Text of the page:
Welcome to the Department of Justice, Iowa Attorney General Tom Miller

For immediate release -- Tuesday, June 30, 1998.

Connecticut Mail-Order Health and Beauty Company Penalized
for Misleading Ads and Marketing in Iowa

Attorney General Tom Miller says company targeted older citizens and tried to skirt court orders to stay out of Iowa.

DES MOINES-- A Connecticut mail order business specializing in questionable health and beauty aids is paying a $17,500 penalty and making refunds to 91 Iowans -- mostly older persons who answered ads for products such as pills touted to help people with arthritis pain or bladder problems.

"This posed a special threat to older Iowans who might be desperate to find remedies for health problems," said Attorney General Tom Miller.

Miller said that Willows General Store, Inc., of Westport, CT, and its president and owner, Martin Howard of Fairfield, CT, are required to make the payments and to conspicuously note in their tabloid and direct mail ads that their products are "NOT AVAILABLE IN IOWA."

The requirements are contained in a Consent Judgment filed today in Polk County District Court in Des Moines. The defendants also are subject to much higher automatic penalties if they violate the order in the future.

"Willows General Store has been a full-service health fraud outlet for too many Iowans for too long," said Attorney General Tom Miller. "Willows has repeatedly used misleading advertisements in tabloids to exaggerate the effectiveness of their health and beauty products, at least some of which we believe to be totally worthless."

Miller said that his office originally sued Willows and Howard in May of 1996 in connection with fraudulent ads directed at Iowans. At the time, Miller said, Willows sold a wide range of products, including pills and potions to remedy problems related to the bladder, the prostate, baldness, memory loss, obesity, and impotence. The Attorney General alleged that none of these products performed as claimed, and that some of them were total frauds.

"We caught them at it back in 1996 and obtained an injunction to keep them from defrauding Iowans," Miller said. "But they came up with a ruse to continue reaching into Iowan's pockets through misleading ads, and we had to take them back to court for violating the injunction."

Miller said a simple investigative action by his office's Consumer Protection Division determined that Willows was violating the earlier court order.

A Consumer Protection investigator replied to a national tabloid ad and inquired about ordering "Crash Loss and High Burn" diet tablets. "In the first place, the ad should have said NOT AVAILABLE IN IOWA, but it didn't," Miller said. "Second, Willows replied in a letter that our investigator could obtain the product by naming a person in another state who could receive the order for her from Willows. That clearly defied the judge's earlier order banning fraudulent sales in Iowa, and that's why we jumped on this again."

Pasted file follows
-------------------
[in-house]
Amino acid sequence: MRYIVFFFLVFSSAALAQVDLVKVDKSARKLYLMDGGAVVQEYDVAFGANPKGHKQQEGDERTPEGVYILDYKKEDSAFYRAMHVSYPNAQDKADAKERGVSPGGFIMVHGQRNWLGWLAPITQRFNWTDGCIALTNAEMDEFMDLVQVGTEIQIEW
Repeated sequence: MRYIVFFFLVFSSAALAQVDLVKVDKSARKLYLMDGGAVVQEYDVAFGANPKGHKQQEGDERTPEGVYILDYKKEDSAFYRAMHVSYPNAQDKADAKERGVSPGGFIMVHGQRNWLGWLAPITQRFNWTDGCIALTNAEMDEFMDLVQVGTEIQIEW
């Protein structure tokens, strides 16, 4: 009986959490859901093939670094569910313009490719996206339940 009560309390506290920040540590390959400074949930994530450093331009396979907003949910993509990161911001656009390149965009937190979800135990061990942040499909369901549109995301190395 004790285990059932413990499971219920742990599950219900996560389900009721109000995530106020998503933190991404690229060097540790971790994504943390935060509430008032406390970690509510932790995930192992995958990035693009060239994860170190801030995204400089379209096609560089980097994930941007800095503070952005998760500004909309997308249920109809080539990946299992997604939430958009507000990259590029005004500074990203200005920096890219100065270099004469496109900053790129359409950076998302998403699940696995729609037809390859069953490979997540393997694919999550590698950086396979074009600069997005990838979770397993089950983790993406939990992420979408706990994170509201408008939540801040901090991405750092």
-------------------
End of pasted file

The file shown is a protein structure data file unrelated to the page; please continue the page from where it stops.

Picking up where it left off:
According to Miller, such a subterfuge will be more difficult and riskier now that the injunction has been strengthened, and any further violations will give rise to an automatic penalty of $25,000.

With the order, Willows no longer can market its health and beauty products to Iowans. Officials in Miller's office said they understand the company also is prohibited from marketing to citizens of its home state, Connecticut.

The defendants denied any wrongdoing, but agreed to the penalty, the stronger injunctive language, and the refunds. Most consumers will receive refund checks of either $19.95 or $24.95, for total refunds of $1,870.45. If consumers spent more they will be entitled to a larger refund.

"Willows was involved in cheating vulnerable Iowans by using dramatic but insupportable claims to sell supposed health remedies to the afflicted, and other blatantly fraudulent gimmicks," Miller said. "These are cynical efforts to prey on the desperate and the unwary."

Miller said that consumers have to be constantly on their guard against health fraud, since deception in this area is all too common. He warned consumers to watch out for miracle cures, dramatic testimonials, and exaggerated claims that are clearly "too good to be true."

Miller also advised consumers to consult with responsible health professionals before investing in an unfamiliar medical product or service, or embarking on an unusual course of treatment.